Yet four decades after leaving office, Jimmy Carter has lived to see a more positive re-evaluation of his presidency. A decade earlier, Julian E. Zelizer provided an evocative primer on Carter for a series of American Presidents; Recognizing that Carter’s White House years were “the epitome of failed leadership,” Zelizer anchored some of that failure in the turmoil of the 1970s and noted Carter’s achievements. Recently, Carter’s White House domestic affairs adviser, Stuart E. Eisenstadt, added a detailed, if wonky, memoir-study that makes a case for a consequential presidency. Last year Jonathan Alter produced a slick and insightful account of what was (surprisingly) the first cradle-to-aging biography ever written about the man. Meanwhile, Byrd, with his focus primarily on the presidency, has benefited from some new sources, such as the record of Carter’s longtime advisor. Charles Kirbow. Bird noted that about 80 percent of Carter’s White House diaries are still locked and that everyone’s diaries Zbigniew Brzezinski, the National Security Adviser, who is currently unavailable, is likely to learn much more about this pivotal presidency.
Still, Byrd is able to make a persuasive case that the Carter Presidency deserves this new look. In the wake of Vietnam and Watergate, Carter sought to lead a transitional and reformative presidency. His business experience gave him an intuitive feel for the importance of the market. It was Carter, not Ronald Reagan, who started the process of opening up the Great Society economy. Carter oversaw the regulation of oil and gas prices, the airline industry, and the trucking industry. Instead of instituting wage and price controls to reduce inflation, as Richard Nixon had done, Carter brought in Paul Volcker to head the Federal Reserve, knowing that he would be able to eliminate rising prices from the system. can insist on higher interest rates. Carter also went after ruin, fraud and abuse in government. Concerned that most federal water projects were not only “pork barrels” but were a threat to the environment, Carter zeroed out 19 of them ($5 billion) in his first budget. And he made it clear to congressional liberals like Ted Kennedy that the country does not support and cannot afford single-payer health care.
But Carter was no proto-Reaganite. This fiscal conservative believed that government could also be part of the solution to social problems. He supported the idea of a comprehensive health care bill and, as a first step, a federal program to ensure disastrous health care for all. With the Social Security system facing imminent collapse—due to Nixon’s and Congress’s election-year decision to index gains in 1972—Carter favored the higher taxes that saved it. He deployed the imaginatively dusty 1906 Antiquities Act to keep 56 million acres of Alaska wild. Finally, inspired by revelations from Ralph Nader’s first generation of consumer advocates, Carter’s strengthened safety and environmental regulations. It was his administration that required both seatbelts and airbags in cars, measures that saved countless lives but angered many moderate motorists.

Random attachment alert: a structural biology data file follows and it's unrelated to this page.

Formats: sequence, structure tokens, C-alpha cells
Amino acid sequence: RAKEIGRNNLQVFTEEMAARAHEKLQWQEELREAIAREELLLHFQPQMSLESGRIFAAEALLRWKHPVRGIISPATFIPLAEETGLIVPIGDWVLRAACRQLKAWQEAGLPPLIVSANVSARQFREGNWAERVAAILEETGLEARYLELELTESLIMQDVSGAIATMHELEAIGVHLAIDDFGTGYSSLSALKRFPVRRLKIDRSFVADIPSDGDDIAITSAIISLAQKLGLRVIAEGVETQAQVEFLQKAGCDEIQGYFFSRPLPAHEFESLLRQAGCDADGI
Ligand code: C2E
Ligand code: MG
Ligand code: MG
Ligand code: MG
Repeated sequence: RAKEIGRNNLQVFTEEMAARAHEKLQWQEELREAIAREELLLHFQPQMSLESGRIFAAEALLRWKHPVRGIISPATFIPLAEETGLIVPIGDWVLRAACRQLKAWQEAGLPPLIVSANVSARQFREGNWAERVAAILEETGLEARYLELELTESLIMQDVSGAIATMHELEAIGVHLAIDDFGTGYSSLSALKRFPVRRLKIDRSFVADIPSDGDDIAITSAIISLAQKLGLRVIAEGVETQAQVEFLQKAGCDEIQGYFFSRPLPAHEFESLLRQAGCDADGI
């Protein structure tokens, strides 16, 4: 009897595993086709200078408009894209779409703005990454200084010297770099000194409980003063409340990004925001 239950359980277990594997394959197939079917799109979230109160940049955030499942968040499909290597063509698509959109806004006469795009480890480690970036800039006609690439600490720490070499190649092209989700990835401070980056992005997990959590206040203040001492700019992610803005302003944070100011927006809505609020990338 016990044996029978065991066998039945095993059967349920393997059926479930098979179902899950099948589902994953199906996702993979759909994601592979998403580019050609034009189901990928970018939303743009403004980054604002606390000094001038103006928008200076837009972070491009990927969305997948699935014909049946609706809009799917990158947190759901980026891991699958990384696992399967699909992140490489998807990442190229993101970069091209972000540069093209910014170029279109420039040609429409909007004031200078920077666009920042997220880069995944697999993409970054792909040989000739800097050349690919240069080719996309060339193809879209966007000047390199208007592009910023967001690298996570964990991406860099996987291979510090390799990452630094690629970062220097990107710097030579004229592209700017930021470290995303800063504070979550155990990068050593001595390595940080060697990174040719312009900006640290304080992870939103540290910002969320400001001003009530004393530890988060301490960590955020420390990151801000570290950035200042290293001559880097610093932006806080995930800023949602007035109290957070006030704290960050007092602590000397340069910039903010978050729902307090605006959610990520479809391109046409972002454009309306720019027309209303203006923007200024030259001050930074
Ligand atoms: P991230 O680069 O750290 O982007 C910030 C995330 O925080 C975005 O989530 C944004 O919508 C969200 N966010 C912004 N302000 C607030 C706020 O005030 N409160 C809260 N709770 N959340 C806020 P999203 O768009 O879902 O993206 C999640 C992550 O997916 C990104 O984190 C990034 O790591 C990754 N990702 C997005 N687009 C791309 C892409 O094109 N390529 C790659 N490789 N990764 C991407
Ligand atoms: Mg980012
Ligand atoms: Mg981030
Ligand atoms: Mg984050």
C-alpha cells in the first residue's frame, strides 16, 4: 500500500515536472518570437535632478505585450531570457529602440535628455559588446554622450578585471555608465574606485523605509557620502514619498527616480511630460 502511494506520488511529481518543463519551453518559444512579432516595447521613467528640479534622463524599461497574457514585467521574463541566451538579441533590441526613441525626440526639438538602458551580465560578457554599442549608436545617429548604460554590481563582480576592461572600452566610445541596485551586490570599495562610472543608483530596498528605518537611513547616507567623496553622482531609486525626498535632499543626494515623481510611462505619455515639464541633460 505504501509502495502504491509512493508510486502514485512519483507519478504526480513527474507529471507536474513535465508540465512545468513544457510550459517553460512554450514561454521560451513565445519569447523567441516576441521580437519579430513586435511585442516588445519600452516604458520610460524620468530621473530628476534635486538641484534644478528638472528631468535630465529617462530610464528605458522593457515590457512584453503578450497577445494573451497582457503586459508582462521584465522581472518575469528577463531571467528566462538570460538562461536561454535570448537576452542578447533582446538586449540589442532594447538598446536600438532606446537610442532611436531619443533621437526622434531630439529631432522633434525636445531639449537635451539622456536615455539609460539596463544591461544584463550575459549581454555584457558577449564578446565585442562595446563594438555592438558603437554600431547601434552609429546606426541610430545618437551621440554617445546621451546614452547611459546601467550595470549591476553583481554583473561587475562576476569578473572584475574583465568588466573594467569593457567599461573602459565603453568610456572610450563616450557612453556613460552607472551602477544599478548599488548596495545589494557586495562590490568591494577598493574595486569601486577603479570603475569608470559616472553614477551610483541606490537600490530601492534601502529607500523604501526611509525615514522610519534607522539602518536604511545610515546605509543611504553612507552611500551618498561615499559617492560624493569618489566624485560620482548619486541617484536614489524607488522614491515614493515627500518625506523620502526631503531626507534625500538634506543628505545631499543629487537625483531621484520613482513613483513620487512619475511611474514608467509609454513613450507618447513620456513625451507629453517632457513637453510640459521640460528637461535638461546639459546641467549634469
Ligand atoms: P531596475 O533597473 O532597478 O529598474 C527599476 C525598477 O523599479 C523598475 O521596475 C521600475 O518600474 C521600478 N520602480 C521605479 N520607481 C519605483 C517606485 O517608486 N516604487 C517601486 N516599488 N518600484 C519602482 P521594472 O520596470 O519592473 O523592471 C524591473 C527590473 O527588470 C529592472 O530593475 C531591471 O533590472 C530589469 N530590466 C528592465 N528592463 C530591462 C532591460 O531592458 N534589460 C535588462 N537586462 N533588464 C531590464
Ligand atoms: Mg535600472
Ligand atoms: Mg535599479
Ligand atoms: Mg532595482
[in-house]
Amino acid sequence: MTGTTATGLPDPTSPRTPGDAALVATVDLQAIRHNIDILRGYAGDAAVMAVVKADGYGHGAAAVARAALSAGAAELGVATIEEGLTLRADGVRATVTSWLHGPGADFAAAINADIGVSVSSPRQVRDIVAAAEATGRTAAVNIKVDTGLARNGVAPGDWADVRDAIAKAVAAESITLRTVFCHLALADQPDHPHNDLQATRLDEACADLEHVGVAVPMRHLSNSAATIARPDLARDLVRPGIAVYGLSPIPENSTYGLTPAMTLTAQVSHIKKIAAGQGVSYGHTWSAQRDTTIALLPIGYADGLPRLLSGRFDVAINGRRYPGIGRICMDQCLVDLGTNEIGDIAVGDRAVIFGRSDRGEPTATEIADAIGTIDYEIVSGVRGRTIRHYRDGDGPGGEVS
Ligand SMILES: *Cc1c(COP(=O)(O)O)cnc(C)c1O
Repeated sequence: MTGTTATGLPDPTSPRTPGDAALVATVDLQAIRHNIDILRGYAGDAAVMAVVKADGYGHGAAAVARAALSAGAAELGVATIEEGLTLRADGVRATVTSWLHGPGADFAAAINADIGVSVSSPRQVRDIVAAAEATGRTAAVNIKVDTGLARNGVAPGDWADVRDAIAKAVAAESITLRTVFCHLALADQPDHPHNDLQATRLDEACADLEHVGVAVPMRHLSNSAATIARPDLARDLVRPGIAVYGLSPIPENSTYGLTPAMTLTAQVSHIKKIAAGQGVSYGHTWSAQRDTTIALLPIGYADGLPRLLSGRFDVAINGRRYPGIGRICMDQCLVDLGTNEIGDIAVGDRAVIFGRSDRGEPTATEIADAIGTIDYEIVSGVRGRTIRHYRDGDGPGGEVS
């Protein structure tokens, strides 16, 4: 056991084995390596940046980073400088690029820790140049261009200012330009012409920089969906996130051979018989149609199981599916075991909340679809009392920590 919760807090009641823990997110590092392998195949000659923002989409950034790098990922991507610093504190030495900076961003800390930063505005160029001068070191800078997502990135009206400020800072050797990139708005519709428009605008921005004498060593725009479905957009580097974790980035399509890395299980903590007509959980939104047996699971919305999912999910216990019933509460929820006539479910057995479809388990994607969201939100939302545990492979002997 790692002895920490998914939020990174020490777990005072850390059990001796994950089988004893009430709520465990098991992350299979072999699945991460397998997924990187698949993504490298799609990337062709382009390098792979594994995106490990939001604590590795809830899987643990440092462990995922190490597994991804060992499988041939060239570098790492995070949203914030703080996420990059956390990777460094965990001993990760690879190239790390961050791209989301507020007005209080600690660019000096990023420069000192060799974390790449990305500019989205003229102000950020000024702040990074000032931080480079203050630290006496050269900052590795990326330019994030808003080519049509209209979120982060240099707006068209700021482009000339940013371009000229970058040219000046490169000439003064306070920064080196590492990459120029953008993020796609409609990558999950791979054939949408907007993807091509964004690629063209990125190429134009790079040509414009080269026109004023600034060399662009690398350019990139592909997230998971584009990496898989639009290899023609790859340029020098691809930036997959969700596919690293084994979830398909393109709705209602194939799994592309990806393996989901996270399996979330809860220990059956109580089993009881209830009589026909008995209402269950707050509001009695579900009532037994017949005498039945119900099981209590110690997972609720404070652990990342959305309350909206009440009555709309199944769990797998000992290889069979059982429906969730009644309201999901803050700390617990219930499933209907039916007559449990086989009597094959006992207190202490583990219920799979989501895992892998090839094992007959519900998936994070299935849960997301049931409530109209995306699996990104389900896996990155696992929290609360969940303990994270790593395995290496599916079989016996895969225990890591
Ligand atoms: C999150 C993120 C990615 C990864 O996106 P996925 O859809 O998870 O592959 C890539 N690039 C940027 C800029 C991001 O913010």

Curiously, Bird’s story of these visionary domestic decisions doesn’t evoke an overwhelming sense of Carter as a tragic, misunderstood president. Instead, his narrative evokes as much impatience as his respect for Carter. Carter stubbornly, almost frankly, killed too many oxen for what he believed to be the right policies. When you do so as a leader, lasting success depends on either building your own governing coalition or inspiring a fanatical base outside Washington. Carter’s distinctive leadership style achieved neither. Bird shows how Carter’s efforts to tackle the energy crisis and high inflation, for example, eroded his support from traditional Democratic constituencies. Controlling trucking reduced the cost of delivering goods, but also increased the development of independent trucking, which weakened unions and reduced truck drivers’ wages. At the same time, Carter seemed oblivious to ambitious rivals, namely Ted Kennedy, who were ready to pounce.
Indeed, Carter dismissed criticisms that he was too insensitive to the political consequences of what he was doing. “is not a person” in the administration “which is particularly preoccupied with the political dimensions of the decision,” Carter’s top aide hamilton jordan Condoled in December 1977. Without that person, Jordan said, “the high quality of your foreign policy decisions would be unnecessarily undermined by domestic political considerations.” In most administrations it is the President himself who has to balance politics and policy. Not in Carter.